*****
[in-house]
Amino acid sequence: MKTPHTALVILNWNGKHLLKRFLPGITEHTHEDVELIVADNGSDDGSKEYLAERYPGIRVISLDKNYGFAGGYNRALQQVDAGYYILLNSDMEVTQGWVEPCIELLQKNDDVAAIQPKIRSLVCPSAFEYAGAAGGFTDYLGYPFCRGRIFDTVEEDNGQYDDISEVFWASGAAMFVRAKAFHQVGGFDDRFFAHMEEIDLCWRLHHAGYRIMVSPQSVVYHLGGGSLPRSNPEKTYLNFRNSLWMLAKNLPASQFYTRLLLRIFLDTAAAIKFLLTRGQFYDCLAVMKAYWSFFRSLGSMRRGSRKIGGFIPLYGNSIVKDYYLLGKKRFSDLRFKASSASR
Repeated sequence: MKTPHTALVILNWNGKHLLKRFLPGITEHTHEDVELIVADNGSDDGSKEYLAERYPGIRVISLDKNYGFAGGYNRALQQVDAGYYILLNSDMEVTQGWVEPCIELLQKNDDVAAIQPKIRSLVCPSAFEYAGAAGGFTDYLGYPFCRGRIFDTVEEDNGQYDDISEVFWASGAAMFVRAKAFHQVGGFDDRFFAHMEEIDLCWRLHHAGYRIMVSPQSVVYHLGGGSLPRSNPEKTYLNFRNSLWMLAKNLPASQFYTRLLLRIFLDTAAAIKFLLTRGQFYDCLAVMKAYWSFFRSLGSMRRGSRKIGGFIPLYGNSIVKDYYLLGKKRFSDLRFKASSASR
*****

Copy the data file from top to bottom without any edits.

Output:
[in-house]
Amino acid sequence: MKTPHTALVILNWNGKHLLKRFLPGITEHTHEDVELIVADNGSDDGSKEYLAERYPGIRVISLDKNYGFAGGYNRALQQVDAGYYILLNSDMEVTQGWVEPCIELLQKNDDVAAIQPKIRSLVCPSAFEYAGAAGGFTDYLGYPFCRGRIFDTVEEDNGQYDDISEVFWASGAAMFVRAKAFHQVGGFDDRFFAHMEEIDLCWRLHHAGYRIMVSPQSVVYHLGGGSLPRSNPEKTYLNFRNSLWMLAKNLPASQFYTRLLLRIFLDTAAAIKFLLTRGQFYDCLAVMKAYWSFFRSLGSMRRGSRKIGGFIPLYGNSIVKDYYLLGKKRFSDLRFKASSASR
Repeated sequence: MKTPHTALVILNWNGKHLLKRFLPGITEHTHEDVELIVADNGSDDGSKEYLAERYPGIRVISLDKNYGFAGGYNRALQQVDAGYYILLNSDMEVTQGWVEPCIELLQKNDDVAAIQPKIRSLVCPSAFEYAGAAGGFTDYLGYPFCRGRIFDTVEEDNGQYDDISEVFWASGAAMFVRAKAFHQVGGFDDRFFAHMEEIDLCWRLHHAGYRIMVSPQSVVYHLGGGSLPRSNPEKTYLNFRNSLWMLAKNLPASQFYTRLLLRIFLDTAAAIKFLLTRGQFYDCLAVMKAYWSFFRSLGSMRRGSRKIGGFIPLYGNSIVKDYYLLGKKRFSDLRFKASSASR